Kwanzaa is a week-long festival celebrated mainly in the U.S. from December 26 through January 1 each year. It was established in 1966 by the socialist and black nationalist Maulana Karenga, who promoted the holiday as a black alternative to Christmas. Karenga's idea was to celebrate the end of what he considered the Christmas-season exploitation of African Americans.
According to the official Kwanzaa website, the celebration was originally designed to foster "conditions that would enhance the revolutionary social change for the masses of Black Americans," and to provide a "reassessment, reclaiming, recommitment, remembrance, retrieval, resumption, resurrection and rejuvenation of those principles (Way of Life) utilized by Black Americans' ancestors."
Karenga postulated seven major principles to be emphasized during Kwanzaa, identifying each by its Swahili name:
Collective Work and Responsibility (Ujima)
Cooperative Economics (Ujamaa)
Ironically, these seven principles as a whole mirror precisely the principles that were embraced by the Symbionese Liberation Army, a pro-Marxist, revolutionary terrorist group of the 1970s.
The symbol most identified with Kwanzaa consists of seven colored candles placed in a menorah-like candelabrum. These candles borrow their color scheme from Marcus Garvey’s old black nationalist ensign. The lone black candle represents the so-called “black race.” The three red candles evoke images of socialist realism with bloody red banners waving to rally the oppressed for the overthrow of the established order. And the three green candles are meant to recall the splendor of Africa's landscapes.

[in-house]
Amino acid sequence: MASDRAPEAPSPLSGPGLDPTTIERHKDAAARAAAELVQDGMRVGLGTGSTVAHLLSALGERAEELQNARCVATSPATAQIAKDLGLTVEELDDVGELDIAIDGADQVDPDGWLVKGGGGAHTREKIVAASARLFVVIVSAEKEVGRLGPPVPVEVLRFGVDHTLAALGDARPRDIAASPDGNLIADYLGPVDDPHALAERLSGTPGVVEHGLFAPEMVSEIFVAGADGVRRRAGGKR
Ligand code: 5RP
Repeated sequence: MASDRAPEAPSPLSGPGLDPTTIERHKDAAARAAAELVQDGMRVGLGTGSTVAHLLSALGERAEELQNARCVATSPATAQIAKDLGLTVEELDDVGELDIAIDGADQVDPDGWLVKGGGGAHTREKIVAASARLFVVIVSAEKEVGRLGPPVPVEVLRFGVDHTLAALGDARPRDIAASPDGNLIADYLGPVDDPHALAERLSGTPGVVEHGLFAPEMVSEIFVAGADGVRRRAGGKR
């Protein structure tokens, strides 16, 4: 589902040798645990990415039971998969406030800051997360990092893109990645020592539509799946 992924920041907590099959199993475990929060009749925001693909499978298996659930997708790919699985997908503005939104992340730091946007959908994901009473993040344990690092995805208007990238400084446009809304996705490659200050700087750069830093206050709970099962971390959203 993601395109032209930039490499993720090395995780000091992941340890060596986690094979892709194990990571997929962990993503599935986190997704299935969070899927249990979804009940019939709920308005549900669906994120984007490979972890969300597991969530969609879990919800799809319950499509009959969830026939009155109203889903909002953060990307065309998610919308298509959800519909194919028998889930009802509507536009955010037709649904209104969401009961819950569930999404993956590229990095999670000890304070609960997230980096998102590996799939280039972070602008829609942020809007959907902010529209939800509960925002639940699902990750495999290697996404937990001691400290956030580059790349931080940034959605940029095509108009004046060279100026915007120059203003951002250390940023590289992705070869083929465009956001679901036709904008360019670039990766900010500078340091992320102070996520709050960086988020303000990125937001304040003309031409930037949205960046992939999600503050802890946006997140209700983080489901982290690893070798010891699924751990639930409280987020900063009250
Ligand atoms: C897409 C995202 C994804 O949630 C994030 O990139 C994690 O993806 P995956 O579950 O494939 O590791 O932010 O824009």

When Karenga first established Kwanzaa, he and his votaries also crafted a flag of black nationalism and a pledge: "We pledge allegiance to the red, black, and green, our flag, the symbol of our eternal struggle, and to the land we must obtain; one nation of black people, with one G-d of us all, totally united in the struggle, for black love, black freedom, and black self-determination."
The philosophy underlying Kwanzaa is known as Kawaida, a variation of classical Marxism that also includes enmity toward white people. Practitioners of Kawaida believe that one's racial identity "determines life conditions, life chances, and self-understanding" -- just as Marxists identify class as the determining factor of one's life conditions.
The name "Kwanzaa" derives from the Swahili term "matunda yakwanza," or "first fruit," and the festival's trappings, as noted above, all have Swahili names. But Swahili is an East African language, whereas the slaves who were brought to North America came from West Africa. In other words, Swahili has no historical relevance whatsoever for American blacks. Karenga nonetheless elected to build his holiday around Swahili terms because Swahili was the trendy language in the Black Power movement during the 1960s.